The Good Life – The Kind of Christmas We Have Is Up To Us

I was listening to a radio station on my way home from work a few days ago as they played recorded phone-in comments from listeners who were offering their take on the commercialization of Christmas. The call that struck me the most was from a woman who claimed that all of the cheap gimmicky tawdriness of the season had completely ruined Christmas for her. She said that all she really wants to do at this time of the year is hide away somewhere until the whole mess just passes her by.

Although her feelings may be a bit extreme, perhaps brought on by all of the emotional, financial and time pressures associated with the season, nearly all of us have, from time to time, experienced similar feelings of disillusionment.

Most of us have had the feeling that Christmas has been robbed of its spiritual meaning, and reduced to a seemingly endless parade of advertisements leading up to a day of sometimes joyless material excess. Somehow, we believe that Christmas hasn’t always been like this. Somewhere in the past there was a “golden age” of Christmas, during which spiritual values and family-centered traditions held sway over cheap commercialization.

Perhaps, though, it is ourselves that are to blame for the degradation of Christmas. It may be true too that advertising has reached an unprecedented frenzy, but it is up to us as to whether we buy into this message. It is always easy and convenient to blame others, or some faceless all-powerful social force, for putting us in the state we’re in. Ultimately, though, all this does is rob us of our power to control our own lives. In truth, every time we complain about the commercialization of Christmas, or spend hours in a line-up to buy the latest toy or gadget, we are contributing to the very thing we are complaining about.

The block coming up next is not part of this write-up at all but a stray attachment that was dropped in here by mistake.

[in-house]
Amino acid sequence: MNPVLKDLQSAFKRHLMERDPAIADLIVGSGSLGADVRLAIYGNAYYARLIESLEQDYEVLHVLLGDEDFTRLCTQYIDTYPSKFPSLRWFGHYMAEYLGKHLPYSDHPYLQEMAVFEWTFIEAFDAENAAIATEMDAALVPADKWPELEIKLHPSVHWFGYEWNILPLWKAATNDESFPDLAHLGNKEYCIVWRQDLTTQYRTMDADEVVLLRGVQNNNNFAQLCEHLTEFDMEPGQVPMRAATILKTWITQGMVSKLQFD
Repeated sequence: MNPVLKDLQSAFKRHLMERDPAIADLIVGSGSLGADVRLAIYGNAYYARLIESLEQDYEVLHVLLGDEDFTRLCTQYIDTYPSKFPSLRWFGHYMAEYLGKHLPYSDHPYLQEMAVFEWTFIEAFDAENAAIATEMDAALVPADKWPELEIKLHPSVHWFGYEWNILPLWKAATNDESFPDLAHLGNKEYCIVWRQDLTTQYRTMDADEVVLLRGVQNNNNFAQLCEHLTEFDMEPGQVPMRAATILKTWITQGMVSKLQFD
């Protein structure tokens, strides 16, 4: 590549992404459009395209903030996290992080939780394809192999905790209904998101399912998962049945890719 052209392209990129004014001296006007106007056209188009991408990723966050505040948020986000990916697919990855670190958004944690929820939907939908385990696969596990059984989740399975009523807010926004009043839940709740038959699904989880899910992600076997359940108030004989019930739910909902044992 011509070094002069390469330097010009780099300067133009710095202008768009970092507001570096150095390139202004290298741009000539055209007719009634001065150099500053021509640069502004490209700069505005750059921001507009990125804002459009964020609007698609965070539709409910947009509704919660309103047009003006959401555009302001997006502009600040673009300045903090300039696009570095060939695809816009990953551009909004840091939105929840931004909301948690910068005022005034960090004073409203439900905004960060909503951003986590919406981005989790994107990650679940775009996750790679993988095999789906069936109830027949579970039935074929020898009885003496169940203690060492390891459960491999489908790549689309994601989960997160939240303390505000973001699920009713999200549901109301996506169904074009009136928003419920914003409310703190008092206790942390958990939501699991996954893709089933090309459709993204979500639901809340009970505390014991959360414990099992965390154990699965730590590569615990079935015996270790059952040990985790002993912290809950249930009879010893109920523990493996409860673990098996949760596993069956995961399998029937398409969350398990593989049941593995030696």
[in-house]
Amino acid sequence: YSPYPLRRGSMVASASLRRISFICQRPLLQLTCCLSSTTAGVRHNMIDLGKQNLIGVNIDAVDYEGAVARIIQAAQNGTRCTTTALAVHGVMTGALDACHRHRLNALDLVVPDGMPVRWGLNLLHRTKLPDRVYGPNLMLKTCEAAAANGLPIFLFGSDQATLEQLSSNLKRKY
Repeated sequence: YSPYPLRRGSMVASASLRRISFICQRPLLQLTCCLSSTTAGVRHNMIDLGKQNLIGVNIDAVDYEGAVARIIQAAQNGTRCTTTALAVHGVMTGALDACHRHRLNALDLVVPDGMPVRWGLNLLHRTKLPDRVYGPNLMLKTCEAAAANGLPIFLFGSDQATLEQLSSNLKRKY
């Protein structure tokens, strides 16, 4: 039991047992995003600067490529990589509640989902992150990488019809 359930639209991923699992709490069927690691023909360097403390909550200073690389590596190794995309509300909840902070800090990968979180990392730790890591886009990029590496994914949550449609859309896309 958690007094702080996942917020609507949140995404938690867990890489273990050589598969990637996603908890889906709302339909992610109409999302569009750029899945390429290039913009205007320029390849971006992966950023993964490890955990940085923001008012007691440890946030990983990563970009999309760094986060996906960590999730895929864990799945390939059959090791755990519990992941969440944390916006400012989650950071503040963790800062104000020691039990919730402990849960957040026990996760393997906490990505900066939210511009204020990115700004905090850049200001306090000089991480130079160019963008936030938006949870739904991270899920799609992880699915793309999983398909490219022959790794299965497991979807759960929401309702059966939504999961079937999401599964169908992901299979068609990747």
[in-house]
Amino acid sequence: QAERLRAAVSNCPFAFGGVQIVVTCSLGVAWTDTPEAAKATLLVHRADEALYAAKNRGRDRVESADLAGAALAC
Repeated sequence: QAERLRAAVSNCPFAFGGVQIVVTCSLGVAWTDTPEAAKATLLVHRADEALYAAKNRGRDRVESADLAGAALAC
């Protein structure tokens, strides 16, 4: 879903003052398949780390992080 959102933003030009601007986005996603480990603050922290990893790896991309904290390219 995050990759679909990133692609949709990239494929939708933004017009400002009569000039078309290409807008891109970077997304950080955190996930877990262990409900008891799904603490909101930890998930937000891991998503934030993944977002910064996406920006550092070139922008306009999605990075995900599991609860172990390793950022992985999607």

It is up to us, each and every one of us who celebrate the season, to decide how best to keep Christmas. Do you think it’s become too materialistic? Great, then don’t buy as much. Instead of shopping for CDs, video games, or clothes, use your time and money to spend more time with your friends and relatives over the next few weeks. Cook them brunch, take them to a choir concert, or invite them over for a night of playing board games or watching a favourite video.

Perhaps you should consider giving to charities on behalf of the adults on your list, or opting out of those work and family gift exchanges that have become such a routine and thankless experience for many of us. Consider sending a long hand-written letter to the people you care about, instead of a generic and expensive card. If you believe Christmas should be about celebrating spirituality, then spend more time at church. If you believe it should be about family, food, traditions, and music, there is nothing stopping any of us from making these things front and center in our lives. It just means breaking free of the usual expectations.

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